1. OTB, Yes, so visually impressed by middle move in which McCarthy drove as if he were on the best horse. And it takes great talent who one week before finished as fast as older aged pacers do, then show versatility by bringing it to the field early on.

        And note that the early line favorite had the rail and Yannick Gingras, who also drove perfectly but his horse was no match.

        1. Just guessing that Gingras gets more favs than any other harness driver riding at the Swamp and when he visits Yonkers. Just guessing.BTWay,keeping tab on odds on favs from any track shown on TVG,NYRA channels,from Saratoga to Finger Lakes to Assiniboia and other international tracks,odds from 2/5 to 6\5 and from over 40 races the favs did not produce any profit nor reason to bet them.Bad ROI !

  2. Try talking ROI to bettors who single favorites in horizontal pools or key them in the verticals. It’s not just about win betting anymore. I wish it were. In my perfect world, the only wagers available would be win, place, show and parlays. This way, players will find it easier to remain liquid and handicapping might once again trump money management/ticket construction.

    That won’t happen for two reasons. Big rebate bettors would revolt; tracks and ADWs would fight it tooth and nail and elites will attack the straight wagering concept as boring.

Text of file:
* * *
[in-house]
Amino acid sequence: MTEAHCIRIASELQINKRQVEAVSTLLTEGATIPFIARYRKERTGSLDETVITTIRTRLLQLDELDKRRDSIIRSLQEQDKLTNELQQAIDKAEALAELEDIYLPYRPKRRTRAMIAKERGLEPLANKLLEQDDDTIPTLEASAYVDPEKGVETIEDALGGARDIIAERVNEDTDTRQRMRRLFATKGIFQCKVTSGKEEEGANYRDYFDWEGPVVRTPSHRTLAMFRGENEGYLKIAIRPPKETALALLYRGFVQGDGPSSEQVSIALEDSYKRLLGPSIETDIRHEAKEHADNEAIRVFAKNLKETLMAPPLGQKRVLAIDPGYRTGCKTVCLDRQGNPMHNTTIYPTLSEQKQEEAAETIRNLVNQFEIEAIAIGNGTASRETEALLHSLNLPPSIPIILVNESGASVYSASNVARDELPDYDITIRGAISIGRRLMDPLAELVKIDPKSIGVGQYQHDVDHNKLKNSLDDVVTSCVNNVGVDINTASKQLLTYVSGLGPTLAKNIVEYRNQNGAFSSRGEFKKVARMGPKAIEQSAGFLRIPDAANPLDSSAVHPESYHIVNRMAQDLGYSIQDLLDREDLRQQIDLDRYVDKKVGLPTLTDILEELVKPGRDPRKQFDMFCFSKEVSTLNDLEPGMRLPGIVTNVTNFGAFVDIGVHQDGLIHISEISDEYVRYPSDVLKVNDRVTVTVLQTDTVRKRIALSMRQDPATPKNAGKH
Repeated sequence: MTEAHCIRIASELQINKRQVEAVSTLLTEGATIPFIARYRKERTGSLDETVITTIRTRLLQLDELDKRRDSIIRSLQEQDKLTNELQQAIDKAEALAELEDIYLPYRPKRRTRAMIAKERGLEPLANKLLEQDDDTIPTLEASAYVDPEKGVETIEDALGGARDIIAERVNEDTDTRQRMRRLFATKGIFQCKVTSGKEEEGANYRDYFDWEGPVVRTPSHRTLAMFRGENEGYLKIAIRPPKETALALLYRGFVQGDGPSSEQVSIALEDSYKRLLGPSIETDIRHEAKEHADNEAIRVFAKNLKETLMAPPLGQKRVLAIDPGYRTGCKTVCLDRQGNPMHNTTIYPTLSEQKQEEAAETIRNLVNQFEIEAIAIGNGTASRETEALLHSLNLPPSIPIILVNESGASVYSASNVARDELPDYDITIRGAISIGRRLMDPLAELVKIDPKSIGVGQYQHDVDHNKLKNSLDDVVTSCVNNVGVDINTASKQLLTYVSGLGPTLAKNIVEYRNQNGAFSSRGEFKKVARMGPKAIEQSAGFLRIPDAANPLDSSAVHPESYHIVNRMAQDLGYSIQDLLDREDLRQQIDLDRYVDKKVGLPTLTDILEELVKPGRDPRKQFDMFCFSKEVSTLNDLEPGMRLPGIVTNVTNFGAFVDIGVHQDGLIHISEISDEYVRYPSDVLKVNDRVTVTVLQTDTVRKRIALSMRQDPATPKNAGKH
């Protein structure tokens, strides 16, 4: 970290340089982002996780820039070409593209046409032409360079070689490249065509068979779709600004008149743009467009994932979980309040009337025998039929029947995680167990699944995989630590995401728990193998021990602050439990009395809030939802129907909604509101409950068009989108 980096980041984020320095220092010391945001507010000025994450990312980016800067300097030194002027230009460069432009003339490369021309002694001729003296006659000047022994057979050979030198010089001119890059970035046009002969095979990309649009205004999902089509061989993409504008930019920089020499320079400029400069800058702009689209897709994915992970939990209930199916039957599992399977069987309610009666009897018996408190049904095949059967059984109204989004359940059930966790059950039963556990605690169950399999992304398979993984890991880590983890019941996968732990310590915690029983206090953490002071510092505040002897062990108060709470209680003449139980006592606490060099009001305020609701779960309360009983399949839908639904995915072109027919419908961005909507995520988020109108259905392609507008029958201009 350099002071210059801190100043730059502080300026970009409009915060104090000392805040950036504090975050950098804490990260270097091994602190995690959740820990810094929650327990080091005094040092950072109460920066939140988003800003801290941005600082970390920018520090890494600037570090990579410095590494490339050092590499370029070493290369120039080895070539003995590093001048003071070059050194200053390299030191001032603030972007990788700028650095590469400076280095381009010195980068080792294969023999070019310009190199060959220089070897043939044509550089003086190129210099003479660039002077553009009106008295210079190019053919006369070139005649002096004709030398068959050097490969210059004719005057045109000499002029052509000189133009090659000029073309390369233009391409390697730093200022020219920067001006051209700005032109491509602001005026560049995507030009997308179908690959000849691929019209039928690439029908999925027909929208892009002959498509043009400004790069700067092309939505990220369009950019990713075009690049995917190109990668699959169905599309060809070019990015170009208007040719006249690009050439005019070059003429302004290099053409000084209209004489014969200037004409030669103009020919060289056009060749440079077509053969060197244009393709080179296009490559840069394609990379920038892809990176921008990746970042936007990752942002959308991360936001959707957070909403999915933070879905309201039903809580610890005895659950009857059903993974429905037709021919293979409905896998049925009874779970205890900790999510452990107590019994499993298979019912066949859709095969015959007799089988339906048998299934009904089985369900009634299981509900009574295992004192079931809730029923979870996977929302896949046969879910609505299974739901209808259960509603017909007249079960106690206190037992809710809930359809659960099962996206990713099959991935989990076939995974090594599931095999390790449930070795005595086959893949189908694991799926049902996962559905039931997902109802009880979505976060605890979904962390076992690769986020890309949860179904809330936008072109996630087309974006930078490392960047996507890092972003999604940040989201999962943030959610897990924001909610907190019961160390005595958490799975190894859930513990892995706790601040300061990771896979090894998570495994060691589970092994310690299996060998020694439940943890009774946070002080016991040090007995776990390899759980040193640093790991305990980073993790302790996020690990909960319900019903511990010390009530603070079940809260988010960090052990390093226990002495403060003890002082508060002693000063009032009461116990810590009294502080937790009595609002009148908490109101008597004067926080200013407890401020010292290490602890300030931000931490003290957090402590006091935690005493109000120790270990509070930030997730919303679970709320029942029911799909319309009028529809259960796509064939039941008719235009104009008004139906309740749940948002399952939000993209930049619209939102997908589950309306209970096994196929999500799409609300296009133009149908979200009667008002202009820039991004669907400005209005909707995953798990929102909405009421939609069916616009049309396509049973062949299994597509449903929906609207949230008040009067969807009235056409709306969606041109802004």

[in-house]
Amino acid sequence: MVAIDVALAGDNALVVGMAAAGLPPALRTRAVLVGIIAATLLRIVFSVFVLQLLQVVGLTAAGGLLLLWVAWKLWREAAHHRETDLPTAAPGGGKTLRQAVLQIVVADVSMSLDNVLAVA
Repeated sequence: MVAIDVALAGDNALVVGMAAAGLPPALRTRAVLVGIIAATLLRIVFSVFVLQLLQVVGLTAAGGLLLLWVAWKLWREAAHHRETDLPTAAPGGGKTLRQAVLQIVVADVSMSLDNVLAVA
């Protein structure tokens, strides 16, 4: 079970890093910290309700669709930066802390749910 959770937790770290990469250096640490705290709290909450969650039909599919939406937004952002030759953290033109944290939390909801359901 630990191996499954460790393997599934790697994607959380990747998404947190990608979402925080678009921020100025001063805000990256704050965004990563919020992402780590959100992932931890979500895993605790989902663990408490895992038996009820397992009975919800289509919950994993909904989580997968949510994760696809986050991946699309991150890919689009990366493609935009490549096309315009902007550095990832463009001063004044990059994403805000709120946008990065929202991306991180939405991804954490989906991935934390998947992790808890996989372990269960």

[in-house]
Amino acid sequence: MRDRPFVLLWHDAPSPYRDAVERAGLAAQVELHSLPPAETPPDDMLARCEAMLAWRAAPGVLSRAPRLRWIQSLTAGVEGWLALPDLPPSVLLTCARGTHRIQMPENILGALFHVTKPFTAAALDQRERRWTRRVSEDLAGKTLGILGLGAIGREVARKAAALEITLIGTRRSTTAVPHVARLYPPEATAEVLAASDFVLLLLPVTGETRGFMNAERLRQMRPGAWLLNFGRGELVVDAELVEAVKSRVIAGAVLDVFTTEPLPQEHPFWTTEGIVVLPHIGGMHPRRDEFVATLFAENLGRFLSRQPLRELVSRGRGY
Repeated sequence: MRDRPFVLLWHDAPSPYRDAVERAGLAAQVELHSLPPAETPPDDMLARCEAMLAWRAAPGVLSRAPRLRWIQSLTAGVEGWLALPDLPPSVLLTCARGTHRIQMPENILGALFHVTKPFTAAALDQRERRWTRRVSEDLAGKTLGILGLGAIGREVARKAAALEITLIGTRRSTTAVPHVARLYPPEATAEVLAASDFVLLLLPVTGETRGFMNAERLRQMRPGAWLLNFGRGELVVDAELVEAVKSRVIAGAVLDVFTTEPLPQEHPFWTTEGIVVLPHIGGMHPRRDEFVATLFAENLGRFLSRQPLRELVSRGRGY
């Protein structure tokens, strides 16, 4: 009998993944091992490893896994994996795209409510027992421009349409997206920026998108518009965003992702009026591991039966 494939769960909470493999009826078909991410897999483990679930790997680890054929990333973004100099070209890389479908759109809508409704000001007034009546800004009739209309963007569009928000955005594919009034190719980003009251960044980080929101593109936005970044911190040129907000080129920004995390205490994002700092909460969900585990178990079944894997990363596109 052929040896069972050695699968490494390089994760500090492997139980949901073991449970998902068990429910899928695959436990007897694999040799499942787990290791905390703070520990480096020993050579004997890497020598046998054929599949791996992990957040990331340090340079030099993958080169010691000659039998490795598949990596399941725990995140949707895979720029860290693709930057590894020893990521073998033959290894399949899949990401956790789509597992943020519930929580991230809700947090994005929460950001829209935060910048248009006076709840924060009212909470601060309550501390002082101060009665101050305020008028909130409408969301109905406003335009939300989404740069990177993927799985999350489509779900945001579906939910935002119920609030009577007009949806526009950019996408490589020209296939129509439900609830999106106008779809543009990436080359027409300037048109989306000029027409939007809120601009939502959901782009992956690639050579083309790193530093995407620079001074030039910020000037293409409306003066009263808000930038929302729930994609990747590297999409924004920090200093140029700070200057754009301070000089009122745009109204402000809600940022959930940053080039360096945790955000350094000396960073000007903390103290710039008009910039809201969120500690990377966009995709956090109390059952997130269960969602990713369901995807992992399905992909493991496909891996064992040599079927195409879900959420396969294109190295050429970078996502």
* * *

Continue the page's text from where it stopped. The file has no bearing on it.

As the late, great handicapper and tout Mannie Kalish would refrain on boring straight wagers, he’d say “all you have to do is bet a little more.”

  3. Dunno about betting more unless it is pointing to accelerated,progressive betting which,sooner or later, will empty the Credit cards and wallet! The Horizontal gimmick makes you lose if your odds- on pick does not win.The furthest I go now is the Pk 3,especially after I get to see who’s getting bet on the middle race which is one of the best things about concurrent daily doubles.( Hoops,did I give a good hint away!). Anyone can point to a favorite but unless you have the second horse, whether it is an Exacta or quinella ( still around ?)I don’t consider it a pick,especially in a short field. We have seen too many of those ,even at Saratoga. Tabbing my wins,they average about $ 15 and Iove it when they finish ahead of a favorite or second choice. Many yrs ago I read that the first three choices win about 66 % of the races which I never believed just as when a horse is within a certain amount away from the early speed he has a great chance…..